See Goodbye, Object Oriented Programming.
I don't want to say that the entire article is bunk. It's not. It raises a few good points. Points which I thought were pretty well known.
What's aggravating is that this lamentation is overly broad. It treats all languages as if they're Java or C++. That's not true, and as a consequence, the article is less useful than it could be.
Banana Monkey Jungle Problem. Only true if you are sadly mistaken about the unit of reuse. The class as unit of reuse -- across projects -- is false, has been false, and will always be false. The idea of class inheritance for reuse makes perfect sense. Sharing individual classes between projects has never (as far as I know) been a promise of OO programming. Maybe I read the wrong books and missed that promise.
The Triangle Problem. Isn't actually a problem. Python has a defined method resolution order.
The Fragile Base Class Problem. This points out the well known issue with having concrete classes depend on other concrete classes. The SOLID design principles suggest concrete classes should depend on abstractions. Abstractions do not suffer (as much) from the fragile base class problem.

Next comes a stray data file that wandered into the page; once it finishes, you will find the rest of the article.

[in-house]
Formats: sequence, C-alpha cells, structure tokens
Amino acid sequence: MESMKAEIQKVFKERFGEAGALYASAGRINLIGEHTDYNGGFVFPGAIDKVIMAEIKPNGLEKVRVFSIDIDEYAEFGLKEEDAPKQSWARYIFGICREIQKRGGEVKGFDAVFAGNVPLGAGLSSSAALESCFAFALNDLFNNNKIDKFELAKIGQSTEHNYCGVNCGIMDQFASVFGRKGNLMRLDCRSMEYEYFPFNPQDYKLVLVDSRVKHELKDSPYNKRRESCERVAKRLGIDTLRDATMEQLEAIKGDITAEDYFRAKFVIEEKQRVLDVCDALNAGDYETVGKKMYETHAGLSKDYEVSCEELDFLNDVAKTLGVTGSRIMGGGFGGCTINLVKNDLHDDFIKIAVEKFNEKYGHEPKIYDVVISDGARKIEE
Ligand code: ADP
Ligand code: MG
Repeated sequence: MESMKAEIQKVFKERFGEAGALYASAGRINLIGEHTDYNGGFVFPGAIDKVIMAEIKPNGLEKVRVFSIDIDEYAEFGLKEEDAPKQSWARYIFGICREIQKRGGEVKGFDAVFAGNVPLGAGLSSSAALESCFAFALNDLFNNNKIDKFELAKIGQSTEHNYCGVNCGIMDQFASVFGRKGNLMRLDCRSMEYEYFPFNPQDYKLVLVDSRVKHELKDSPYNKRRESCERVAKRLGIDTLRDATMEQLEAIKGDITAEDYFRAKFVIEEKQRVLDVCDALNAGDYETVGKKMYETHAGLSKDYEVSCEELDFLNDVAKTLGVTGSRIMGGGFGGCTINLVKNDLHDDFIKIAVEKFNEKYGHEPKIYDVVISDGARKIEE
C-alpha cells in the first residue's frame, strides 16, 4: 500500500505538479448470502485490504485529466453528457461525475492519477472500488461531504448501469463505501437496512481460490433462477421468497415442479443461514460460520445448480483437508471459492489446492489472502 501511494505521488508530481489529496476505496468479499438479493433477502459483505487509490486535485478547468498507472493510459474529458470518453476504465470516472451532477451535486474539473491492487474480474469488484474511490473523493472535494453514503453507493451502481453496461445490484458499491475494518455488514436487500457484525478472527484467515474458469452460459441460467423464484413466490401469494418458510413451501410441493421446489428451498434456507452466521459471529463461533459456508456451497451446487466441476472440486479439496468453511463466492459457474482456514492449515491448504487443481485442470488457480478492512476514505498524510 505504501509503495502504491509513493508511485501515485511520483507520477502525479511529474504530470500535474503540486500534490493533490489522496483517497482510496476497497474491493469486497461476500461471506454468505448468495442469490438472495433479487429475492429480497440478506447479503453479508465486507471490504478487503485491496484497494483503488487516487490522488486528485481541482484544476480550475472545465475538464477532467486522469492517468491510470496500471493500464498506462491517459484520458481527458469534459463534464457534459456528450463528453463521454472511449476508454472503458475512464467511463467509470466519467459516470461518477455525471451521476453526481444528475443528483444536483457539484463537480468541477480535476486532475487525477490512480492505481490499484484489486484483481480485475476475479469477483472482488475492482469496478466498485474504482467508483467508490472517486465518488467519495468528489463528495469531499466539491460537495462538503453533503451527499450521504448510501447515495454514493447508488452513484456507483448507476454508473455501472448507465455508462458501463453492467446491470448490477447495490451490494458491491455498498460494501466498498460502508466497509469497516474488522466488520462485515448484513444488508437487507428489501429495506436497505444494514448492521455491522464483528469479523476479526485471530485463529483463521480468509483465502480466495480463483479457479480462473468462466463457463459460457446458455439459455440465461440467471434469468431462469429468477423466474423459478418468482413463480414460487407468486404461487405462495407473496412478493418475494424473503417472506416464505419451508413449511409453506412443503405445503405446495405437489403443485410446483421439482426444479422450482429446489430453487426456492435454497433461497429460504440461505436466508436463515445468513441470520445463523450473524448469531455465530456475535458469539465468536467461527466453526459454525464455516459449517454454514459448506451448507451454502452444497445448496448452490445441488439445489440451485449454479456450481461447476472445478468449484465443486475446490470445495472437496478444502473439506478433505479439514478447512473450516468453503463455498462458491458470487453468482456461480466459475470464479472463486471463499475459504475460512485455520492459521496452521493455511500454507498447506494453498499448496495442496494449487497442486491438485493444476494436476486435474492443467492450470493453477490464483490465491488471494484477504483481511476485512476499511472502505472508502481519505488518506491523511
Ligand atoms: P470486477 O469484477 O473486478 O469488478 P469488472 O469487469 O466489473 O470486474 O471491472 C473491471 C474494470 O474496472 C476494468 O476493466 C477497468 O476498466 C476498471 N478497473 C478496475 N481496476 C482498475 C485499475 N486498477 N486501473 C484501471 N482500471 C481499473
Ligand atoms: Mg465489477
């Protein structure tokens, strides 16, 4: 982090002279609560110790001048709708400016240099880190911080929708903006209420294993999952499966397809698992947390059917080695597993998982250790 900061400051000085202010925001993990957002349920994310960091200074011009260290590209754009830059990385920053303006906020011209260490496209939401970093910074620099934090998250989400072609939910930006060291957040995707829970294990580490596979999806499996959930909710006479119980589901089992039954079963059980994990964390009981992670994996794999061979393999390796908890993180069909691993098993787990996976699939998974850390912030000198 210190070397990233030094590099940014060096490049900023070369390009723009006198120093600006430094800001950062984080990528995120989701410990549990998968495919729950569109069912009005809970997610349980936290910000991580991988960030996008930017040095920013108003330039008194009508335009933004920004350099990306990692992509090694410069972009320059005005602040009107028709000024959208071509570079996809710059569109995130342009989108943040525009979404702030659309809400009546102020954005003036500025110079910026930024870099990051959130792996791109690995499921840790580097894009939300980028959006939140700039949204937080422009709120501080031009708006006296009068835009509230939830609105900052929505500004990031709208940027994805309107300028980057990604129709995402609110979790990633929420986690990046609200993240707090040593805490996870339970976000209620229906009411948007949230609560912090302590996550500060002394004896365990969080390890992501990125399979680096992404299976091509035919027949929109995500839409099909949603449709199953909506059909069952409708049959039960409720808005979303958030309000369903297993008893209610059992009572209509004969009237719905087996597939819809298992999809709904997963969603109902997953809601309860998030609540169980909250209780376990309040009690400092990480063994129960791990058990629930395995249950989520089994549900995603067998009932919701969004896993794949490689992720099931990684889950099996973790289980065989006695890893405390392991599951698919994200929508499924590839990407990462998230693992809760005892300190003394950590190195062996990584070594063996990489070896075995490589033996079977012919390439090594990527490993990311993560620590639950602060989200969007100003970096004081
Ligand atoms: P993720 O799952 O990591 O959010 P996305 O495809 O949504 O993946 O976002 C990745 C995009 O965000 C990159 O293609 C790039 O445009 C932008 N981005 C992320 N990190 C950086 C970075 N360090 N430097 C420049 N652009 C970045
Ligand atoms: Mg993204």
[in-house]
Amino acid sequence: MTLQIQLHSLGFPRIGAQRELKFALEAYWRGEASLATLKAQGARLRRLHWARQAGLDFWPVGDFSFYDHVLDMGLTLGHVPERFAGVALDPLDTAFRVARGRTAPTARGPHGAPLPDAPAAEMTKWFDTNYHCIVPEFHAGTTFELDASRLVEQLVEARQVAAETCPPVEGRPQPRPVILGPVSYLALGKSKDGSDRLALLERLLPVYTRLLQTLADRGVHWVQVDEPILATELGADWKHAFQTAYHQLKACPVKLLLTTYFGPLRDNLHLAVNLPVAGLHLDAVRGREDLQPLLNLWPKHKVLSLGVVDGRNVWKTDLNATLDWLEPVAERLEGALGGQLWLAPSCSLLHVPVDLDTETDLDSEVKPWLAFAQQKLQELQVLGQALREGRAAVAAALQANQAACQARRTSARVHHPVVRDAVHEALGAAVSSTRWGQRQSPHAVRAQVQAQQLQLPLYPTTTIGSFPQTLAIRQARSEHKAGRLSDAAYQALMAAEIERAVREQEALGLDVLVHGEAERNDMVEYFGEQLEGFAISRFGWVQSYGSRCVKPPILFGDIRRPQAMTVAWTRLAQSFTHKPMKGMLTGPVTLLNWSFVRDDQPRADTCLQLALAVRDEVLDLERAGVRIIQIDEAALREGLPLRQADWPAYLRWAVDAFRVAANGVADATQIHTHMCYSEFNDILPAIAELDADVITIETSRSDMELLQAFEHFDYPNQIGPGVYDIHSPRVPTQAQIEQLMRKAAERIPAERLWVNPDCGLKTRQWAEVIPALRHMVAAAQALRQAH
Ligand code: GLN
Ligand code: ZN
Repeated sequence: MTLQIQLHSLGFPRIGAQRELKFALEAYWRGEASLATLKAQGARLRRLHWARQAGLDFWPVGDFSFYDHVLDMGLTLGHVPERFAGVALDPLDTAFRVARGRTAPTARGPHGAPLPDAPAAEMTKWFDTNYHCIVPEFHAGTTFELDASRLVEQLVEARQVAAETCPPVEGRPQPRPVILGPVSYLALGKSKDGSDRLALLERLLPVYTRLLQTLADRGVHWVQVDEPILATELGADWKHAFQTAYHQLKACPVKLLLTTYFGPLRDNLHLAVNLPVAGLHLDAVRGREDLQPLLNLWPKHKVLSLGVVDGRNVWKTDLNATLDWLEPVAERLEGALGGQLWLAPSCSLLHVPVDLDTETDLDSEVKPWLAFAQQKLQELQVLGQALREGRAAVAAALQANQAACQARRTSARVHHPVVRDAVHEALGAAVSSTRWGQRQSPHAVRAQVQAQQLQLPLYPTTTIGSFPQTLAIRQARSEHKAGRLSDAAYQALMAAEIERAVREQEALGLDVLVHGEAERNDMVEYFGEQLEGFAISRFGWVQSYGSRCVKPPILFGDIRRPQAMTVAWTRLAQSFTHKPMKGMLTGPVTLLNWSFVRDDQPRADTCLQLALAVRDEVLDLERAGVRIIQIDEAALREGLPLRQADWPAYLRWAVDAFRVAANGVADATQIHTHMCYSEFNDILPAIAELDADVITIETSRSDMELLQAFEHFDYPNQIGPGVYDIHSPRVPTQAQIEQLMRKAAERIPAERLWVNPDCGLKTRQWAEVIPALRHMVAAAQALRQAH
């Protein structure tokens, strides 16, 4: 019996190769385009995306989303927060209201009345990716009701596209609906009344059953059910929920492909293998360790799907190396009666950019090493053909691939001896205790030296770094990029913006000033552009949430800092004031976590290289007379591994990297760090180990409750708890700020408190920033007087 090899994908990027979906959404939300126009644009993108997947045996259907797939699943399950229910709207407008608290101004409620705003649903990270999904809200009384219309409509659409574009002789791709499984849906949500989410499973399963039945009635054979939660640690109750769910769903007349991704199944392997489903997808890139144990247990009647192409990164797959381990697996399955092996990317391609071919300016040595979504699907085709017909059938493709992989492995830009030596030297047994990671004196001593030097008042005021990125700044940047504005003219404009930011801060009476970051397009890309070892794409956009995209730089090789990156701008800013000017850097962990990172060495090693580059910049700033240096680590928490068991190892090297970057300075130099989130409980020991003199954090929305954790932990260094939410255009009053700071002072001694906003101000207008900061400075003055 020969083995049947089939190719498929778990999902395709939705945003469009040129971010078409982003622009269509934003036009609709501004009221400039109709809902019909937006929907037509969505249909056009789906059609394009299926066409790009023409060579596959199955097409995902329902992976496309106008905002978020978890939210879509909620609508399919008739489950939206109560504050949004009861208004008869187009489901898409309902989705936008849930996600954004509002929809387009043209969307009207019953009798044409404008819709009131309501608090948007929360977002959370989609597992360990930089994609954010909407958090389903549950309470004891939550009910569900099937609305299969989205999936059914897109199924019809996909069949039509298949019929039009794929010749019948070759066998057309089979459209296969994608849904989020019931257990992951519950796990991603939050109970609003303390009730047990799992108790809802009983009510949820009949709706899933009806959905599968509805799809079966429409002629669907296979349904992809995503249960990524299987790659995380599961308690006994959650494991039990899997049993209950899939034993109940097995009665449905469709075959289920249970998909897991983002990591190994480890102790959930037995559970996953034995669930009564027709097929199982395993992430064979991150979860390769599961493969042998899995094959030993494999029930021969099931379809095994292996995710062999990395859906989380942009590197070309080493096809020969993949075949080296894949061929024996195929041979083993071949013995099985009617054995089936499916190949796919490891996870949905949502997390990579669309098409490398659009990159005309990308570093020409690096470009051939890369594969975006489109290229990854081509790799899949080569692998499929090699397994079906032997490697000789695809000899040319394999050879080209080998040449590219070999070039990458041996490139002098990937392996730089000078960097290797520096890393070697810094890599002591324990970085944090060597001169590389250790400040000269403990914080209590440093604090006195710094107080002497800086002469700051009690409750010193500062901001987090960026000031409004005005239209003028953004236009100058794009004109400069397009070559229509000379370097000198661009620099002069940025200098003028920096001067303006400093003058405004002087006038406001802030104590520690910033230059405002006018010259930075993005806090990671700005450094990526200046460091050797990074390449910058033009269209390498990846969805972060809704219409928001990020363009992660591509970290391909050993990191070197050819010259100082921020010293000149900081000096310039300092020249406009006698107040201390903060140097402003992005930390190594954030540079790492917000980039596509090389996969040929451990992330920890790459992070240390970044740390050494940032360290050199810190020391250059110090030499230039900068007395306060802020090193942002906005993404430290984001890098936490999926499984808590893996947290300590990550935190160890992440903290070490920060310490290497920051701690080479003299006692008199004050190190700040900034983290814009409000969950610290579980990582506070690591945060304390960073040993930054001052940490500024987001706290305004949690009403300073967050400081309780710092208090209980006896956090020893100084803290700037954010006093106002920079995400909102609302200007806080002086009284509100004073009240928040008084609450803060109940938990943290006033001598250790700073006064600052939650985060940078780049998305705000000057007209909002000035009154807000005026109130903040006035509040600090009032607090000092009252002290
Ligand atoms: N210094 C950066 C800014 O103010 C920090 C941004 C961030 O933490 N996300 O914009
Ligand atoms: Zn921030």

The Hierarchy Problem. I guess the idea that the real world is multi-dimensional can be confusing. If everything has to be force-fit into single inheritance, this would create the hierarchy problem. If we allow multiple inheritance, this problem evaporates.
The Reference Problem. Even C++ has "smart" pointer packages. Java has garbage collection. Python does reference counting. This is only a problem if you go out of your way to deal with pointers in a primitive way.
The part on Polymorphism didn't make any sense. There didn't seem to be a tidy problem. Just a confusingly vague statement that "Interfaces will give you [polymorphism?]. And without all of the baggage of OO". I don't get how interfaces are necessary without the baggage of OO. So, I can't really try to refute this.
In the long run, I guess this was a way to introduce some of the benefits of a functional approach. I'm not sure that this kind of criticism of object-oriented programming is very helpful. It doesn't apply to all OO languages, so it's misleading at best. (At worst, it's simply wrong.)
I think these problems are interesting and can be used to show the benefits of functional programming. But without the actual functional programming examples, this isn't very useful.